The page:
There is a scene in Geetu Mohandas’ Moothon, where the two lovers, Akbar and Ameer, are in a pond, in the moonlight, discovering their love for each other. One of them is speech and hearing impaired but they communicate effortlessly, in one of the most beautiful scenes ever to be made in Malayalam cinema portraying homosexual love. Nivin Pauly, who plays Akbar, is an actor who has already proved his calibre so it was the other actor, Roshan Mathew, who made everyone sit up, take notice and Google his name. So far, the curly haired hunk had been seen mostly in the typical urban youngster roles, in films like Aanandam and Koode. One of those who were impressed by Roshan’s performance in Moothon was Bollywood director Anurag Kashyap, who invited him to play the lead in his upcoming Netflix release,
He might be a newbie in cinema but has a rich background of theatre, having directed the play A Very Normal Family besides acting in quite a few. Not surprisingly, he is well-read and chooses his words carefully, though he admits he has no clue how to ‘market himself’ in the film world! Asha Prakash is in conversation with the actor…
So how did the Anurag Kashyap (AK) film come about?
Well, AK was a co-producer of Moothon and had also written the dialogues for the Mumbai portions. He liked my performance but hadn’t seen me in person, as I was part of only the Lakshadweep segment of the film. He sent me the script of his film and asked if I was interested in playing the lead. I loved it, but then even if I didn’t, I would have taken it up — it was that exhilarating for me to be part of an AK project. The film is about a couple who are in a suffocated marriage, which is about to collapse, and how certain incidents bring about a change in their relationship. Saiyami Kher plays the female lead and it’s kind of a domestic thriller.
And how was it to work with the director?
Oh, he’s a genius. The things that he does might not always make sense to you individually but he has a vision of the film as a whole. As long as you have complete trust in him, he’s a lot of fun to work with. He’s open to improvisation, and not bound by the script or any other restrictions. He loves to explore. He doesn’t like actors coming to the sets prepared. If the same scene is shot another day, it would be different. We are trying for a couple of festivals and so the Netflix release date hasn’t been decided yet.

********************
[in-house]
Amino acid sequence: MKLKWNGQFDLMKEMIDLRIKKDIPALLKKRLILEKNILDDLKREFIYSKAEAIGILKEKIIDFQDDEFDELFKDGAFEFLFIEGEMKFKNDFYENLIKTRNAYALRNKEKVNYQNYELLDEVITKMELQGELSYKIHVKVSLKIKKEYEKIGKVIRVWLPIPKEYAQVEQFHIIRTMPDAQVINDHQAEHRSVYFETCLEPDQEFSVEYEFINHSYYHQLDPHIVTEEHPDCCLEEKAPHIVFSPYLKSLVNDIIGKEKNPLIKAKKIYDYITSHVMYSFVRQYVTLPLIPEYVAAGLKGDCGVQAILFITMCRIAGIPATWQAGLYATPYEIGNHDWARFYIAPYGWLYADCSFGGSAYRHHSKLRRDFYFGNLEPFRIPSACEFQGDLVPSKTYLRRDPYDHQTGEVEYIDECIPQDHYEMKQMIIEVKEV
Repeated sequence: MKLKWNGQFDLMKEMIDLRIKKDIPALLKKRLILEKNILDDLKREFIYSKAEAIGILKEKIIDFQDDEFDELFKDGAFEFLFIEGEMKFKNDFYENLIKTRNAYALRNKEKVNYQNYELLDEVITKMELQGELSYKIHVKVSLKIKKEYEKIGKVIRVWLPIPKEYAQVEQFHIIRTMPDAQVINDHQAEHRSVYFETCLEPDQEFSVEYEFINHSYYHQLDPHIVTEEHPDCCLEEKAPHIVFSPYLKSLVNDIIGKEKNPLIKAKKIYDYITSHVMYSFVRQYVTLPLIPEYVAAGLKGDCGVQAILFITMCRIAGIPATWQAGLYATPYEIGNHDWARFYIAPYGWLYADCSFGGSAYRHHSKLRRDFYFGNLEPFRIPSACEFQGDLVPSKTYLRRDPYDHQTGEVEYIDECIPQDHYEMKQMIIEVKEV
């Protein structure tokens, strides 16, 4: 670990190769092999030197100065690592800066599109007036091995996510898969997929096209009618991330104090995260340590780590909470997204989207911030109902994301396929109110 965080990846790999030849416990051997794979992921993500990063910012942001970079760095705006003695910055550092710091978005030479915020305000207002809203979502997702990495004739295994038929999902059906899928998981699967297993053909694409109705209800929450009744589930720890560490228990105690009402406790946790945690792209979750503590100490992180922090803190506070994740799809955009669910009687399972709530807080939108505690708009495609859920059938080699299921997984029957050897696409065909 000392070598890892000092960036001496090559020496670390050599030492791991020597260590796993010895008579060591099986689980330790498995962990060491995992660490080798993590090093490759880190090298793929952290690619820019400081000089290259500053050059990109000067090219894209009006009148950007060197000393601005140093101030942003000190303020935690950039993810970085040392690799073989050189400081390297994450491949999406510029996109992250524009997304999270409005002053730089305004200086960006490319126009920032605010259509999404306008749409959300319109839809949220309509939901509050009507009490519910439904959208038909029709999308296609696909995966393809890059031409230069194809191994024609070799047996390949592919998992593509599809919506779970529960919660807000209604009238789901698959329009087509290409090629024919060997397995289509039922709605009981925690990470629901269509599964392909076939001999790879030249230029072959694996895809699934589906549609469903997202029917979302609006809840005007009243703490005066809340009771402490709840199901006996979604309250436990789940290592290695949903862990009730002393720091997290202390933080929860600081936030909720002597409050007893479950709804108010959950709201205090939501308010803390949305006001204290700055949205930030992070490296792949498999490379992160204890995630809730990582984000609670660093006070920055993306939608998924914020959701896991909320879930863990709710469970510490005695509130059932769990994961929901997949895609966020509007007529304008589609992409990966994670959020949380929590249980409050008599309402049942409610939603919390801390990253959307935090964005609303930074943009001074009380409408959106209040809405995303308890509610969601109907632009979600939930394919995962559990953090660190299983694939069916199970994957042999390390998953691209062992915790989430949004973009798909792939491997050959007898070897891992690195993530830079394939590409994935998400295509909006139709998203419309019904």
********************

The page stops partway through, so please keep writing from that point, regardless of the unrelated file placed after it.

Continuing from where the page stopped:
Tell us about how you managed to pull off the gay character in Moothon so beautifully. Weren’t there any apprehensions taking up such a character so early in your career?
The only emotion I felt when I was first told about the character was instant excitement. Ameer was so original, so different, and nothing like I had done before. Sure it was unfamiliar territory and scary, especially the disability part. I had to do research and also learnt sign language. But then, to get to work with a team of people like Geetu, Rajeev Ravi and Nivin Pauly itself was a big deal for me. The role was a bonus. The moment you know you are working with a team where everyone knows what they are doing and does it well, you relax. As for the homosexual love story, there is nothing in it that makes you look at it as anything but pure love. Geetu never had a rigid set of instructions for us. She let us be, and we went with every impulse. But the most brilliant part about her was that she gets exactly what she wants at the end. She’s a great actor’s director and makes the process liberating. I would also credit Nivin Pauly for my not being stressed about the love scenes, as I was always aware that I’m standing next to an actor who has so much more to lose than me. Nivin is a lot of fun, and easy to be friends with. I genuinely like him as a person. He is someone who doesn’t stress unnecessarily and doesn’t let us do so either. I have a problem of overthinking, but he manages to calm everyone down, just by being himself.